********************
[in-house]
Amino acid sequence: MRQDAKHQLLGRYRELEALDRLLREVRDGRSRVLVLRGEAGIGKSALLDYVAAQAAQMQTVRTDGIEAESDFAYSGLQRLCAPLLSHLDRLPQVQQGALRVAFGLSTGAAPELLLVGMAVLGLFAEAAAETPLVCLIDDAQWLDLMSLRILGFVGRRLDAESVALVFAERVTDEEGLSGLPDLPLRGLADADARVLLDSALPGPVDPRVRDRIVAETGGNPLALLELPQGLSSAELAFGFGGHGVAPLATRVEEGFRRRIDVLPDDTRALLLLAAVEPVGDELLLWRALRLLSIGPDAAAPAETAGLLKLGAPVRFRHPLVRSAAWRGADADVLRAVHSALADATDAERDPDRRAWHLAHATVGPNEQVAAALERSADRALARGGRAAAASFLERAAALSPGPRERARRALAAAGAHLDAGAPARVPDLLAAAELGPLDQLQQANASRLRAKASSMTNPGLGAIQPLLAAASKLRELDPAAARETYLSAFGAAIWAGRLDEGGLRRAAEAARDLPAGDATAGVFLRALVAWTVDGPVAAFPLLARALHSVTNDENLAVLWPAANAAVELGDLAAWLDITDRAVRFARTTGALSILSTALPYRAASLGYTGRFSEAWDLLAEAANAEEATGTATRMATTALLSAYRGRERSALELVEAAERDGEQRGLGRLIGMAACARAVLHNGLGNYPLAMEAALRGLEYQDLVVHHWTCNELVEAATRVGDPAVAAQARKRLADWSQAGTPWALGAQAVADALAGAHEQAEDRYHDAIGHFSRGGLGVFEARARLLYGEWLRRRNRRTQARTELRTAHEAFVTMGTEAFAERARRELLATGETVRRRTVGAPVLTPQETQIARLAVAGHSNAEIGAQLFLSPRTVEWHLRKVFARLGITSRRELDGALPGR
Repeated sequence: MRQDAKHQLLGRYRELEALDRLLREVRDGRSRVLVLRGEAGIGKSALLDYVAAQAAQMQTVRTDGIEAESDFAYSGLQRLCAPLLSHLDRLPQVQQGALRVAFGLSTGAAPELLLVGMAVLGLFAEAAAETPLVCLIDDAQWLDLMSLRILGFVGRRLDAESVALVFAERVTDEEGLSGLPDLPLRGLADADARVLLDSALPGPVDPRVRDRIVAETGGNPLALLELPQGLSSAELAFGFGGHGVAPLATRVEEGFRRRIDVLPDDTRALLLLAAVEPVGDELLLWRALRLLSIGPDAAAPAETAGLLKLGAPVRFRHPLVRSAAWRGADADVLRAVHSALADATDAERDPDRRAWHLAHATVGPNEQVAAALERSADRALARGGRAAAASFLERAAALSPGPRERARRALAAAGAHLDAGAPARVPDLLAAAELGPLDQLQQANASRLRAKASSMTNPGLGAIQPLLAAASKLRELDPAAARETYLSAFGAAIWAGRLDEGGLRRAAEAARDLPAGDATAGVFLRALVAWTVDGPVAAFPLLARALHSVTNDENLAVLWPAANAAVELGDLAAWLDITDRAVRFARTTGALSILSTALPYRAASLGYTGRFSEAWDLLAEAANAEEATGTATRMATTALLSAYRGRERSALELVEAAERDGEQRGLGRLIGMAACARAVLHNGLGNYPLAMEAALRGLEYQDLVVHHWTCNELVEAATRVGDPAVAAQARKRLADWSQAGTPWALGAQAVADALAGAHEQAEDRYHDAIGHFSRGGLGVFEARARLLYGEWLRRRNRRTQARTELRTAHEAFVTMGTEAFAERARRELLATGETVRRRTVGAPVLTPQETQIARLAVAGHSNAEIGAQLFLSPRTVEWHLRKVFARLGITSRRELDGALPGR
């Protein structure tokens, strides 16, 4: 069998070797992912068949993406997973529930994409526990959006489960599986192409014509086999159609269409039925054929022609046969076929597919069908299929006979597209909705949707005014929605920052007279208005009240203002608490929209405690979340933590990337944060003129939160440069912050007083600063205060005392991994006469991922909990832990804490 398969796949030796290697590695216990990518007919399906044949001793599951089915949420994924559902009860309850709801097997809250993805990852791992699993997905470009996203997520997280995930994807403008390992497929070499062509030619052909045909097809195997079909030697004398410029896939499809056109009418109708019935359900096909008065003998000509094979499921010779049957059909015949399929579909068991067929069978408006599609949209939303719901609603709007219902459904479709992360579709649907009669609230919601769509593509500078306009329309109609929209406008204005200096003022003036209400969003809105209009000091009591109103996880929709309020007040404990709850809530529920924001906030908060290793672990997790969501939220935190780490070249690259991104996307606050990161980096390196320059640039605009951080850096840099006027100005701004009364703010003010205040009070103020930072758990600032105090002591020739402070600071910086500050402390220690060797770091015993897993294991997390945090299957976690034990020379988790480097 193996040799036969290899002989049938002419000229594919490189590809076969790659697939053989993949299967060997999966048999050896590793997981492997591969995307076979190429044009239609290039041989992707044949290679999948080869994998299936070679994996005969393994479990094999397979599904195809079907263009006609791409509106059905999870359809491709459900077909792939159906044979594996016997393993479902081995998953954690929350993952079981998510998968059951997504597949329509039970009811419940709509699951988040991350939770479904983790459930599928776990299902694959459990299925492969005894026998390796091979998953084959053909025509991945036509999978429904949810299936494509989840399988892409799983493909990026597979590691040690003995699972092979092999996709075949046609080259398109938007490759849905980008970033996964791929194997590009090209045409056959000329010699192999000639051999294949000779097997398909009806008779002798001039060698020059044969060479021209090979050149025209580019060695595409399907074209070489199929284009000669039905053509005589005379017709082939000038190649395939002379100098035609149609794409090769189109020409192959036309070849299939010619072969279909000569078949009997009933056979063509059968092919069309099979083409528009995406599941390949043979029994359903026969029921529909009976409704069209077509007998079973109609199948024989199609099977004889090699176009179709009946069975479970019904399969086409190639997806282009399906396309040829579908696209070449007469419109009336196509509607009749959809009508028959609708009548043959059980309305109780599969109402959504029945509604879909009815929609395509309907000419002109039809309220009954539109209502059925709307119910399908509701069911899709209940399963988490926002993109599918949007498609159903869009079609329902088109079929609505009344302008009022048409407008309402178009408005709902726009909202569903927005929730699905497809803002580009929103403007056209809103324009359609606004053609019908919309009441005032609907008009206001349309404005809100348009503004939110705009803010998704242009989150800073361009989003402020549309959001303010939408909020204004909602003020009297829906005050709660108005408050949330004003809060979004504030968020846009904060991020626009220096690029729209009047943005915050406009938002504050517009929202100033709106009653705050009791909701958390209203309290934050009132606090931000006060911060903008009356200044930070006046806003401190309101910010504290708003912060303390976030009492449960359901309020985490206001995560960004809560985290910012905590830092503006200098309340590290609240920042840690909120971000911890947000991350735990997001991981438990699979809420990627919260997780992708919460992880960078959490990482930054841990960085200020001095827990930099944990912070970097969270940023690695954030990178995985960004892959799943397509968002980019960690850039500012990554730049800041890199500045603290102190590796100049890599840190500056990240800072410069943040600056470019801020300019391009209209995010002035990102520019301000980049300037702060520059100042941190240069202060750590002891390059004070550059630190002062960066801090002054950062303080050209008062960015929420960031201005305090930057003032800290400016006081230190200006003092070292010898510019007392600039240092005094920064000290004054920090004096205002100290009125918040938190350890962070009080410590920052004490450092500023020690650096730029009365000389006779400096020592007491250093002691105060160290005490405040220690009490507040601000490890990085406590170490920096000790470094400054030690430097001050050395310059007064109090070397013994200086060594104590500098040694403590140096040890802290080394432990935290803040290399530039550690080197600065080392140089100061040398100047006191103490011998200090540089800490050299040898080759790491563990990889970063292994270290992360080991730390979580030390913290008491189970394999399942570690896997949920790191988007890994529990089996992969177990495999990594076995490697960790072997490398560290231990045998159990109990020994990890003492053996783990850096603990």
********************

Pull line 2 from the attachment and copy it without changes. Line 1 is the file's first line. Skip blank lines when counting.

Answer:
Amino acid sequence: MRQDAKHQLLGRYRELEALDRLLREVRDGRSRVLVLRGEAGIGKSALLDYVAAQAAQMQTVRTDGIEAESDFAYSGLQRLCAPLLSHLDRLPQVQQGALRVAFGLSTGAAPELLLVGMAVLGLFAEAAAETPLVCLIDDAQWLDLMSLRILGFVGRRLDAESVALVFAERVTDEEGLSGLPDLPLRGLADADARVLLDSALPGPVDPRVRDRIVAETGGNPLALLELPQGLSSAELAFGFGGHGVAPLATRVEEGFRRRIDVLPDDTRALLLLAAVEPVGDELLLWRALRLLSIGPDAAAPAETAGLLKLGAPVRFRHPLVRSAAWRGADADVLRAVHSALADATDAERDPDRRAWHLAHATVGPNEQVAAALERSADRALARGGRAAAASFLERAAALSPGPRERARRALAAAGAHLDAGAPARVPDLLAAAELGPLDQLQQANASRLRAKASSMTNPGLGAIQPLLAAASKLRELDPAAARETYLSAFGAAIWAGRLDEGGLRRAAEAARDLPAGDATAGVFLRALVAWTVDGPVAAFPLLARALHSVTNDENLAVLWPAANAAVELGDLAAWLDITDRAVRFARTTGALSILSTALPYRAASLGYTGRFSEAWDLLAEAANAEEATGTATRMATTALLSAYRGRERSALELVEAAERDGEQRGLGRLIGMAACARAVLHNGLGNYPLAMEAALRGLEYQDLVVHHWTCNELVEAATRVGDPAVAAQARKRLADWSQAGTPWALGAQAVADALAGAHEQAEDRYHDAIGHFSRGGLGVFEARARLLYGEWLRRRNRRTQARTELRTAHEAFVTMGTEAFAERARRELLATGETVRRRTVGAPVLTPQETQIARLAVAGHSNAEIGAQLFLSPRTVEWHLRKVFARLGITSRRELDGALPGR